Join the Creston Valley Branch of Wildsight for the 5th annual Wild and Scenic Film Festival, an evening of outdoor adventure, at the at Prince Charles Secondary School Auditorium on Sat. Feb. 2, 2019. Shows start at 7:00 pm. Door prizes include two one-hundred dollar gift certificates from Mountain Equipment Co-op in Kelowna, a Kleen Kanteen, cliff bars, and re-usable carrying bags.
The ten films of varying lengths feature stunning cinematography, exotic adventure, and some frontline activism. There is something in nature for everyone. Information tables concerning outdoor recreation opportunities will be included in the auditorium. The Wild and Scenic Film Festival visits over 150 locations on its North American tour, entertaining and inspiring film-viewers to make the world a better place.
Check out the Wild and Scenic website for more information.
Get your tickets here. If you’re a member, you’ll receive an email with a special link to buy discounted member tickets.
Wildsight members: on-line $16.00, at door $18.00
Non-members: on-line $18.00, at door $20.00.
$10.00 admission with new Wildsight life-time membership ($20.00)
19 and under no charge.
See you at the movies!
Here is the line-up of films:
We’ve all been that kid sitting in the back seat of our family car wishing we were somewhere else. Through the boredom, the driveway snow piles, sidewalk handrails and stair sets, start to tease our inner skier. Watch day dreams come to life as Tom Wallisch shreds the snowy streets of Nelson, B.C.
2. Ghosts of the Arctic
Follow the grit and determination of polar photographer Joshua Holko as he traverses the frozen landscape of Svalbard, in the high Arctic, to encounter polar bears on foot. Taking place during one of the coldest periods in the last few years, the crew suffered frostbite and camera failures during the filming process. The aerials featured in the film do great justice to the stark beauty of the arctic landscape.
3. The Curve of Time
Due to climate change, ski seasons will be markedly shorter by 2050. Lower elevations will receive significantly less snowfall. Professional skiers Greg Hill and Chris Rubens peer into the future and have a conversation with their future selves, contemplating the sobering forecast and the impact their thirst for adventure has on the very environment that sustains and fulfills them. With an eye on the clock, they launch themselves into an experiment: can they each remain committed skiers while significantly reducing their carbon footprints?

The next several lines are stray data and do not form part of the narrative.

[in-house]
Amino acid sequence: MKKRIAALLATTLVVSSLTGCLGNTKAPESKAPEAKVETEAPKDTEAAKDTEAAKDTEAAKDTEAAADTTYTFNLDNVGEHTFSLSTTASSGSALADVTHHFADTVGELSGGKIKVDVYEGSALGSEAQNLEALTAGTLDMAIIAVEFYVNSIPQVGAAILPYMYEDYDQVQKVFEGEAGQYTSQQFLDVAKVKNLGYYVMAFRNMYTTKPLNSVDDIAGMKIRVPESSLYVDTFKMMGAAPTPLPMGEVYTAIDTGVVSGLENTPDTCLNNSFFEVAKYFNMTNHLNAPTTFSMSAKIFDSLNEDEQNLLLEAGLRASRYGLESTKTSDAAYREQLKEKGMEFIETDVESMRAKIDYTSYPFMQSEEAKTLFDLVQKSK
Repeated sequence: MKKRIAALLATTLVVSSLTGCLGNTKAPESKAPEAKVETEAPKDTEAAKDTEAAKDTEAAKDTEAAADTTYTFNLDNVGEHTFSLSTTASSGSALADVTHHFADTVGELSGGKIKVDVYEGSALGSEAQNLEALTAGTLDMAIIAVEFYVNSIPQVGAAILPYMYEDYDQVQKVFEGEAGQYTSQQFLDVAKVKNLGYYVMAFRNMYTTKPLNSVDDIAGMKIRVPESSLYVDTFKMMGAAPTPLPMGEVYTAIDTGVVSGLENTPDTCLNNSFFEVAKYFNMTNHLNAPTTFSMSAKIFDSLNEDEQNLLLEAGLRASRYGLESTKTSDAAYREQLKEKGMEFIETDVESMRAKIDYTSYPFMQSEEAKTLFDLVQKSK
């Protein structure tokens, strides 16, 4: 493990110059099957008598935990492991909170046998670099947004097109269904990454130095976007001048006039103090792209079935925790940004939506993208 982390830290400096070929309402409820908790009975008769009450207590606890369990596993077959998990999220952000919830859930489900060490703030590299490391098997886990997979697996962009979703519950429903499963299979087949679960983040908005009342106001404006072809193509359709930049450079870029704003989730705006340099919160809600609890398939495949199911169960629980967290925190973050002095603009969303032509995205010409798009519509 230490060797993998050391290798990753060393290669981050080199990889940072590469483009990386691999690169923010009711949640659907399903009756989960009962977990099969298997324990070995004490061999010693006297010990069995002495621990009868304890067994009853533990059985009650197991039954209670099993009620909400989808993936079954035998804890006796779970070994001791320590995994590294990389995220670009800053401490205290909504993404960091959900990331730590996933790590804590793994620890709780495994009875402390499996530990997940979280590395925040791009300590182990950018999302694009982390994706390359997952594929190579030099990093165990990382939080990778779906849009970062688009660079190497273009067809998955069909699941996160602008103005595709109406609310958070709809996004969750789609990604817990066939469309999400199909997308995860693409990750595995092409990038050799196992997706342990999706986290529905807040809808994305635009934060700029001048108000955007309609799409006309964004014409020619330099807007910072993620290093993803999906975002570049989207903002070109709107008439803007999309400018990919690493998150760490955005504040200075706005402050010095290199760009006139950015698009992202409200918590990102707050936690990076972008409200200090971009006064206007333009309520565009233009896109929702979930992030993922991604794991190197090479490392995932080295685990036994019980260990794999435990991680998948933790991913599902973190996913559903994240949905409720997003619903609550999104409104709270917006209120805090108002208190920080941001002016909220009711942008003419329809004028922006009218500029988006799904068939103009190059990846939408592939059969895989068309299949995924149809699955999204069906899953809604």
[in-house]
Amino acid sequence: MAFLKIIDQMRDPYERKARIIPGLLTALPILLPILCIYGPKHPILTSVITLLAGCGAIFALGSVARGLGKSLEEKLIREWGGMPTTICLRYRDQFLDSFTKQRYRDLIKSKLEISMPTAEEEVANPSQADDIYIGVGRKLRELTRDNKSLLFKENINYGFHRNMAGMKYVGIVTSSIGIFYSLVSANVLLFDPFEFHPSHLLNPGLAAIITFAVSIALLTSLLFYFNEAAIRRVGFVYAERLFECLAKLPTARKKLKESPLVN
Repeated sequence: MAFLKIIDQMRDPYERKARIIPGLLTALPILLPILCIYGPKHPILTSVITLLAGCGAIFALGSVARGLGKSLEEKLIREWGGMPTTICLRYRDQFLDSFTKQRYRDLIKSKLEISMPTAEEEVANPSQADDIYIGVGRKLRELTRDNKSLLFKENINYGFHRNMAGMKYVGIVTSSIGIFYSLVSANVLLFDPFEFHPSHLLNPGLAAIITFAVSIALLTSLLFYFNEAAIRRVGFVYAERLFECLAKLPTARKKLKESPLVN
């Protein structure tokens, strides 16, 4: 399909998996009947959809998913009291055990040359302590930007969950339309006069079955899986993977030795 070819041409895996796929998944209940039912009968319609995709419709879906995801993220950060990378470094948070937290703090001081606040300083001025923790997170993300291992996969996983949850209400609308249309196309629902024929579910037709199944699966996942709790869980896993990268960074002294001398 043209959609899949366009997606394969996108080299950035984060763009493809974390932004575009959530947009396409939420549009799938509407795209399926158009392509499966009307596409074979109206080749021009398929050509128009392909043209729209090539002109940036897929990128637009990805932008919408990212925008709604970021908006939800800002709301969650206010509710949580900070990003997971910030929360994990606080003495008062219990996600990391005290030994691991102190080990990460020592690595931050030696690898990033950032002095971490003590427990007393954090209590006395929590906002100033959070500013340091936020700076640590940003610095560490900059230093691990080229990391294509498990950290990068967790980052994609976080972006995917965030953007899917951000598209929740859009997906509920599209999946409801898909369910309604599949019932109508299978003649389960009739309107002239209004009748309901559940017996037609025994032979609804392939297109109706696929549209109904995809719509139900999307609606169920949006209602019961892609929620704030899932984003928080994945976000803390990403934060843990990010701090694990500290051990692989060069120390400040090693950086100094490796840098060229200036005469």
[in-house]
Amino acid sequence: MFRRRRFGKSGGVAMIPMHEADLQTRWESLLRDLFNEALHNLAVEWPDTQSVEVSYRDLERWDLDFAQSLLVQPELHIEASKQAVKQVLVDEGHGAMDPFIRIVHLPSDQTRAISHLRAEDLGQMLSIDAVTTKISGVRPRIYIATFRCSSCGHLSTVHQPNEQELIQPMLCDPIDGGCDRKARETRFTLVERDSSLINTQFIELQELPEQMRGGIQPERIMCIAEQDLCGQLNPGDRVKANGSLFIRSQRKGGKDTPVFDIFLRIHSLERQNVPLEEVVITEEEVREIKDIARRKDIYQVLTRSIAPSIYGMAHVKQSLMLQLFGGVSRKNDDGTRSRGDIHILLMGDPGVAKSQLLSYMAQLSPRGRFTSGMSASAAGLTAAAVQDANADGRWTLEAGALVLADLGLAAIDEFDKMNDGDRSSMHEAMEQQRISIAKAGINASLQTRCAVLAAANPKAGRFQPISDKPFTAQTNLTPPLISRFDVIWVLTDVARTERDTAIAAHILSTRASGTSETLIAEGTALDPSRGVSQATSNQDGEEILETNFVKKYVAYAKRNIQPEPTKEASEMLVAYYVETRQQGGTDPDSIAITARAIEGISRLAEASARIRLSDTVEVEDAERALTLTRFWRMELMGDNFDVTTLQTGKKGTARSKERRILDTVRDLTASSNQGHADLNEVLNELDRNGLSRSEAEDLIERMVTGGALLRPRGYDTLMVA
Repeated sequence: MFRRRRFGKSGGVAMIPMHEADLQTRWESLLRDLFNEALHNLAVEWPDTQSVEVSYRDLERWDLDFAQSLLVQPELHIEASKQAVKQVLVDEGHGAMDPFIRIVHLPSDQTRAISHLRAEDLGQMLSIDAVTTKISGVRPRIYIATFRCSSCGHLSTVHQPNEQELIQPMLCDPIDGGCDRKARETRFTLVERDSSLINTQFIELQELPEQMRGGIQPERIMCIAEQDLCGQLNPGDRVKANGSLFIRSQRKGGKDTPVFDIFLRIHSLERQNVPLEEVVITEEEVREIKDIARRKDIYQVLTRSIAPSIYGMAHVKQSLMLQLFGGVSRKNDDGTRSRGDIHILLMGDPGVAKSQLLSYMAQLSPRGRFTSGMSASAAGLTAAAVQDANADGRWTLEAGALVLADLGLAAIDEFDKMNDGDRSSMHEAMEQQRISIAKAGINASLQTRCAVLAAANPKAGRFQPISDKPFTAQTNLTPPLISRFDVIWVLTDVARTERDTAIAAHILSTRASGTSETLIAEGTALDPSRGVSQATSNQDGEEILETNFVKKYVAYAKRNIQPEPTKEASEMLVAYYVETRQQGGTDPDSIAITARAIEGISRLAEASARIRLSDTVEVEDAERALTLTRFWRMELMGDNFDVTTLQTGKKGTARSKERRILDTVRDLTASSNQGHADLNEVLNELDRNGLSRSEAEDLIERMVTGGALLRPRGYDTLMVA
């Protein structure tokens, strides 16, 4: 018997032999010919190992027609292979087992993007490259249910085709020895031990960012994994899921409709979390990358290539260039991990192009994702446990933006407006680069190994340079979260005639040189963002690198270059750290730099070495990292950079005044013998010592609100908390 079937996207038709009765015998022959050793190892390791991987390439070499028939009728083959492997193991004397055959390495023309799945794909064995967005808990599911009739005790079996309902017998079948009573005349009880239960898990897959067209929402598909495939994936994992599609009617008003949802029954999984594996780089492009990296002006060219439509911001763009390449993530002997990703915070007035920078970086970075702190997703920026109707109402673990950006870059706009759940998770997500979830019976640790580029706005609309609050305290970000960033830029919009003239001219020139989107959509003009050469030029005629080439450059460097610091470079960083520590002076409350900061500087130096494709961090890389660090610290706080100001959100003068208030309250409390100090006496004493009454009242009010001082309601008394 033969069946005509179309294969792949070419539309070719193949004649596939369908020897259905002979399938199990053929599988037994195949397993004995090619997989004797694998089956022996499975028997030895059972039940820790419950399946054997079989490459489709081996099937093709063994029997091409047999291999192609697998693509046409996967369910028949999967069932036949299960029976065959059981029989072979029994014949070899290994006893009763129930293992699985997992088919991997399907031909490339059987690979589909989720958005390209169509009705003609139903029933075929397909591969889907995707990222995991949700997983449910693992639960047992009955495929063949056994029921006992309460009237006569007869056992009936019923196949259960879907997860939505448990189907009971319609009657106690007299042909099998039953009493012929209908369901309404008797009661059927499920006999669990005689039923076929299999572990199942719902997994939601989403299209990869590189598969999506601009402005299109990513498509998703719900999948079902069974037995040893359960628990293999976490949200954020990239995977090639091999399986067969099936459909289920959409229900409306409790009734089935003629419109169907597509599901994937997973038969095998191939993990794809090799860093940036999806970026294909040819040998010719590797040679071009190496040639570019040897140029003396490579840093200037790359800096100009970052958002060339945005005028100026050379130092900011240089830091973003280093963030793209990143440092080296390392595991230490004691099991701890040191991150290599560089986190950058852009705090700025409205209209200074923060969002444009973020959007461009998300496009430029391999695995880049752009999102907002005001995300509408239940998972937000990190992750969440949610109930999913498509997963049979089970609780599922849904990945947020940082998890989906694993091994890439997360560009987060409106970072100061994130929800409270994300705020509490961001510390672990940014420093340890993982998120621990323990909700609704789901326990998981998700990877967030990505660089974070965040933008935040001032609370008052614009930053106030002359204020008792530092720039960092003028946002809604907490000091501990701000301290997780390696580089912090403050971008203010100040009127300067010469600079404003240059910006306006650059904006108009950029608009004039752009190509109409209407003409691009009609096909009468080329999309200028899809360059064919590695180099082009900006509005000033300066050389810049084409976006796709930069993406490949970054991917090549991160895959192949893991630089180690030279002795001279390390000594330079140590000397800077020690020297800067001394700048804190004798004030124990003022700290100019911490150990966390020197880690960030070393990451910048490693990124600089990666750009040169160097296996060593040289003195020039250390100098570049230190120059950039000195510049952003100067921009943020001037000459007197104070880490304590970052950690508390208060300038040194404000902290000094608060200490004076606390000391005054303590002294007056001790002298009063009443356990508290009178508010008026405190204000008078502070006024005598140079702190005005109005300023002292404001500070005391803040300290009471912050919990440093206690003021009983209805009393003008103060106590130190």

4. Sky Migrations
Each fall, our skies fill with the wings of migrating raptors, a migration that relies on two hemispheres worth of wild and healthy ecosystems. Join ecologist and filmmaker, Charles Post, as he shines a light on the network of back country scientists and sentinels at the front lines of raptor conservation.
5. My Irnik
A young father teaches his son about the value of shared adventures, exploration and his ancestral Inuit heritage.
6. Lost in Light
Lost in Light is a short film on how light pollution affects the view of the night skies. Shot mostly in California, this piece shows how the night sky view gets progressively better as you move away from the lights.
7. Blind Sushi
The film tell the story of a blind travel writer who goes foraging and diving with the world’s first sustainable sushi chef, in search of enlightenment and a new way to see the world.
8. Think Like a Scientist-The Gorongosa
This is the story of Greg Carr and his involvement in the restoration of Gorongosa National Park after its destruction from 30 years of war in Mozambique. The film also features Princeton biologist Rob Pringle, who does research in the park.
9. Chasing Wild: Journey into the Sacred Headwaters
Three friends set off on a 400km bikepacking and packraft expedition – pedaling through vast boreal forest, paddling frigid whitewater, battling monster trout, outrunning a grizzly – through the heart of the sacred headwaters in northwestern British Columbia, birthplace of three critical salmon rivers, and home to the Tahltan people. In the wake of the devastating Mount Polley Mine disaster, the team’s goal is to understand what is at stake as a wave of new mines are developed across this remote corner of the province.
10. Tenkara Kid
This film hearkens back to the time in our youth when fishing gear was easily carried in one hand, when we measured our trips in steps, when each fish mattered and every species was relished. This film is a reminder to preserve these waters for the generations to come.